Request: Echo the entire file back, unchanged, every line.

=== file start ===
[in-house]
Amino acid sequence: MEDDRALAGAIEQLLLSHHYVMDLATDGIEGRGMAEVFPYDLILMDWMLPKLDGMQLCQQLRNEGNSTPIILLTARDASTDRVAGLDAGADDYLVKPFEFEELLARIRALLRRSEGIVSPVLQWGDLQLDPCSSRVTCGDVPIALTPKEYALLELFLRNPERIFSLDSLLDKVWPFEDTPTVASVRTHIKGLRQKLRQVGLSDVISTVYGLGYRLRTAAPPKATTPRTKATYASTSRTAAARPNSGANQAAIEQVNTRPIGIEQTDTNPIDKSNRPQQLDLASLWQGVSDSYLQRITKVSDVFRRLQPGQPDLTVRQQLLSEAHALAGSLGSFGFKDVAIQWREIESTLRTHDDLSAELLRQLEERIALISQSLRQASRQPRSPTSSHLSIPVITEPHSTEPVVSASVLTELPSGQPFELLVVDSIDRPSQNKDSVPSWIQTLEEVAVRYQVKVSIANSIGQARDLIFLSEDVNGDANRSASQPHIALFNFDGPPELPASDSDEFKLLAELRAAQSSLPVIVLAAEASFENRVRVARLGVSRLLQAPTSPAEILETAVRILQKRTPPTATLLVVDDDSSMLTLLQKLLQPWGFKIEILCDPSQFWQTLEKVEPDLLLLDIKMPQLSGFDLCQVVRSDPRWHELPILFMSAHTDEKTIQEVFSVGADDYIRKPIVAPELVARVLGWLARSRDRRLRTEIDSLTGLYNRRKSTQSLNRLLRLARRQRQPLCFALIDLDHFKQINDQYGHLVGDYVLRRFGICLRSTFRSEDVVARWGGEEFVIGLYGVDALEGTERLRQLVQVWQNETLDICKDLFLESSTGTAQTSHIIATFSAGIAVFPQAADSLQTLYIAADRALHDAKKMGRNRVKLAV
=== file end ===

[in-house]
Amino acid sequence: MEDDRALAGAIEQLLLSHHYVMDLATDGIEGRGMAEVFPYDLILMDWMLPKLDGMQLCQQLRNEGNSTPIILLTARDASTDRVAGLDAGADDYLVKPFEFEELLARIRALLRRSEGIVSPVLQWGDLQLDPCSSRVTCGDVPIALTPKEYALLELFLRNPERIFSLDSLLDKVWPFEDTPTVASVRTHIKGLRQKLRQVGLSDVISTVYGLGYRLRTAAPPKATTPRTKATYASTSRTAAARPNSGANQAAIEQVNTRPIGIEQTDTNPIDKSNRPQQLDLASLWQGVSDSYLQRITKVSDVFRRLQPGQPDLTVRQQLLSEAHALAGSLGSFGFKDVAIQWREIESTLRTHDDLSAELLRQLEERIALISQSLRQASRQPRSPTSSHLSIPVITEPHSTEPVVSASVLTELPSGQPFELLVVDSIDRPSQNKDSVPSWIQTLEEVAVRYQVKVSIANSIGQARDLIFLSEDVNGDANRSASQPHIALFNFDGPPELPASDSDEFKLLAELRAAQSSLPVIVLAAEASFENRVRVARLGVSRLLQAPTSPAEILETAVRILQKRTPPTATLLVVDDDSSMLTLLQKLLQPWGFKIEILCDPSQFWQTLEKVEPDLLLLDIKMPQLSGFDLCQVVRSDPRWHELPILFMSAHTDEKTIQEVFSVGADDYIRKPIVAPELVARVLGWLARSRDRRLRTEIDSLTGLYNRRKSTQSLNRLLRLARRQRQPLCFALIDLDHFKQINDQYGHLVGDYVLRRFGICLRSTFRSEDVVARWGGEEFVIGLYGVDALEGTERLRQLVQVWQNETLDICKDLFLESSTGTAQTSHIIATFSAGIAVFPQAADSLQTLYIAADRALHDAKKMGRNRVKLAV